Francesco Borromini

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Francesco Castelli
BirthplaceBissone, Ticino, Old Swiss Confederacy

Borromini, Francesco

Borromini, Francesco (fränchāˈskō bōr-rōmēˈnē), 1599–1677, major Italian baroque architect. His first independent commission (begun 1634) was San Carlo alle Quattro Fontane, Rome, one of the masterpieces of the Roman baroque. The church is noted for its undulating rhythm of architectural elements within a basically geometric plan. In 1642 he began the designs for Sant' Ivo della Sapienza, Rome, a dynamic hexagonal structure. He was also entrusted with the reconstruction of St. John the Lateran, as well as the completion of Sant' Agnese in the Piazza Navona and Sant' Andrea della Fratte. Borromini's innovations in palace as well as church design had a tremendous influence in Italy and northern Europe.


See studies by A. Blunt (1979) and Connors (1980).

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Borromini, Francesco

Italian Baroque architect who designed San Carlo Alle Quattro Fontane (Illus), in Rome, in 1638 to 1671, a church in which convex and concave wall surfaces are juxtaposed both on the facade and on the interior.
Illustrated Dictionary of Architecture Copyright © 2012, 2002, 1998 by The McGraw-Hill Companies, Inc. All rights reserved
The following article is from The Great Soviet Encyclopedia (1979). It might be outdated or ideologically biased.

Borromini, Francesco


(or F. Borromino, pseudonym of F. Castelli). Born Sept. 25, 1599, in Bissone, Switzerland; died Aug. 3, 1667, in Rome. Italian architect.

Borromini went to school in Milan. His architecture was an expressive realization and original resolution of the principles of the Baroque period (above all, a concept of the dominance of irrational forces, typical of the Baroque Weltanschauung). Borromini’s works are distinguished by spatial mobility and the restless dynamics of elastic forms, which at times deprive the buildings of plastic wholeness. Borromini made free use of the classic order; typical of his constructions are curvilinear outlining of volumes, curved walls, varied combinations of convex and concave forms, and sharpened silhouettes of the crowning parts. With unrestrained imagination, Borromini created new decorative details and complicated construction plans. He designed the churches of San Carlo alle Quattro Fontane (1634–67), San Ivo alla Sapienza (1642–60), and Sant’Andrea delle Fratte (1656; facade, 1816); the facade of the Church of Santa Ag-nese in the Piazza Navona (1653–55); the Oratorio dei Filippine (1637–62); the Falconieri Palace (1639–41) and the Barberini Palace (1625–63; jointly with C. Maderna and L. Bernini); and other buildings in Rome. He enlarged Villa Falconieri in Frascati.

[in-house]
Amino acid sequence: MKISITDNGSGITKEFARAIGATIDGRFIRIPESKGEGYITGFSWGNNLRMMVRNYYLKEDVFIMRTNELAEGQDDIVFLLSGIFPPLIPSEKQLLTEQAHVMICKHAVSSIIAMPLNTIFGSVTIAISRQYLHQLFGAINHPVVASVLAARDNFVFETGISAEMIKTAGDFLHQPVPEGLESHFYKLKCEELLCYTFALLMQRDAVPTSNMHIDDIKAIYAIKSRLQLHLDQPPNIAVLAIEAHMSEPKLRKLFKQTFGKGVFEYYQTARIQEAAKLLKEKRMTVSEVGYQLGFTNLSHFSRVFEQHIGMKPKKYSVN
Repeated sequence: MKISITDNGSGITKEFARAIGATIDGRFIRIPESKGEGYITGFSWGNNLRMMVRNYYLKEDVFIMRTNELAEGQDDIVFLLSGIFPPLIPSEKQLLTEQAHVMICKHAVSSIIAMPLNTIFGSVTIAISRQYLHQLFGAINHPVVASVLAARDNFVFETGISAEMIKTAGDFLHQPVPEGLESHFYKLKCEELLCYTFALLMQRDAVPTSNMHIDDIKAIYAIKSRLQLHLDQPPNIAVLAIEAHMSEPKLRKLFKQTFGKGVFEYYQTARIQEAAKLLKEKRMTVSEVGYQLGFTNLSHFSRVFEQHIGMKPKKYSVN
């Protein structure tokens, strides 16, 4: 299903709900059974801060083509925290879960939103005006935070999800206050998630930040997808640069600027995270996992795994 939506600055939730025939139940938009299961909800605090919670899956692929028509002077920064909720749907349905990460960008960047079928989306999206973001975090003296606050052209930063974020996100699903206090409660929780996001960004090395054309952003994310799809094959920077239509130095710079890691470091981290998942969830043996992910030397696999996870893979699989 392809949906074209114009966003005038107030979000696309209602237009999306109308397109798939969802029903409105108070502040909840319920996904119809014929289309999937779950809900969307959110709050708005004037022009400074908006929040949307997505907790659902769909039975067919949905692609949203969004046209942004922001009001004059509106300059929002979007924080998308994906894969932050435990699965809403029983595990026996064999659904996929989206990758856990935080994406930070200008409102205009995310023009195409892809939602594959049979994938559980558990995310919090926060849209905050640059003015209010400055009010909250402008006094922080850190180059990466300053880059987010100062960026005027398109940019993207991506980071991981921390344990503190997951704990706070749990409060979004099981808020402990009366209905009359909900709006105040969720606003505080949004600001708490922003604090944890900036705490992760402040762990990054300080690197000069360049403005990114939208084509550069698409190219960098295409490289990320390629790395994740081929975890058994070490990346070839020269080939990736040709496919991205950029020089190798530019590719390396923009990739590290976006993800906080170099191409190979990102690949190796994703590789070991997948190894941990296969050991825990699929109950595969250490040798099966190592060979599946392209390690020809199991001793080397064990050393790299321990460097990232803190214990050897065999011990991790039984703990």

Portoghesi, P. Borromini nella cultura europea. Rome, 1964.
The Great Soviet Encyclopedia, 3rd Edition (1970-1979). © 2010 The Gale Group, Inc. All rights reserved.
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La capilla mayor de Sao Bento y Francesco Borromini
Estos trabajos arquitectonicos eran desde luego de gran intensidad en aquellos primeros anos de su embajada romana, aunque no parece que aun contasen con la participacion del genial Francesco Borromini, quien entraria poco despues en la vida de don Manuel de Moura.
Don Manuel encargaria a un por entonces poco conocido Francesco Borromini el completo rediseno de su proyecto para Sao Bento en terminos de mayor riqueza y modernidad, aprovechando lo ya construido y revistiendolo segun el gusto de Roma.
Gracias a un nuevo documento aqui considerado, puede ahora afirmarse que con anterioridad el marques de Castel Rodrigo ya habia realizado reformas en el mismo palacio (54), estando tal vez al frente de las mismas, como propone Montijano, el gran Francesco Borromini.
Archival material from Francesco Borromini and Antonio da Sangallo the Younger joins an impressive and sometimes surprising array of contemporary examples, including intricate engineering drawings of the Large Hadron Collider.
For too long, the architectural accomplishments of Pietro Berrettini da Cortona (1597-1669), widely acknowledged as a leading painter and decorator in Rome (and Florence) from the 1630s-60s, have been eclipsed by the more spectacular achievements of his contemporaries, Gianlorenzo Bernini and Francesco Borromini. This situation is now rectified to a considerable extent by this handsomely produced and carefully researched volume.
In chapter 10, Merz convincingly connects (following a proposal by Elisabeth Kieven) a collection of drawings, including a ground plan by Francesco Borromini and a truly beautiful sheet depicting a central-plan church by Cortona with an aborted project for a Pamphilj family mausoleum at the Chiesa Nuova.3 From here, we proceed to a more complex and essentially archaeological chapter where Merz thoroughly (and once again, convincingly) examines the surviving traces--physical, visual, and documentary--for the now-destroyed nymphaeum and casino of the Sacchetti villa at Pigneto.
In the series of rooms set atop its fortified perimeter they could enjoy a smorgasboard of 17th-century artefacts ranging from architectural drawings by Francesco Borromini to the splendid Barberini harp, commissioned in 1624.
The Genius In The Design: Bernini, Borromini, and the Rivalry that Transformed Rome by Jake Morrissey (Duckworth, 20 [pounds sterling]) is the true story of the rivalry between two extraordinary men, the 17th-century architects Gianlorenzo Bernini and Francesco Borromini, and how their antagonism changed the city of Rome and created the Baroque.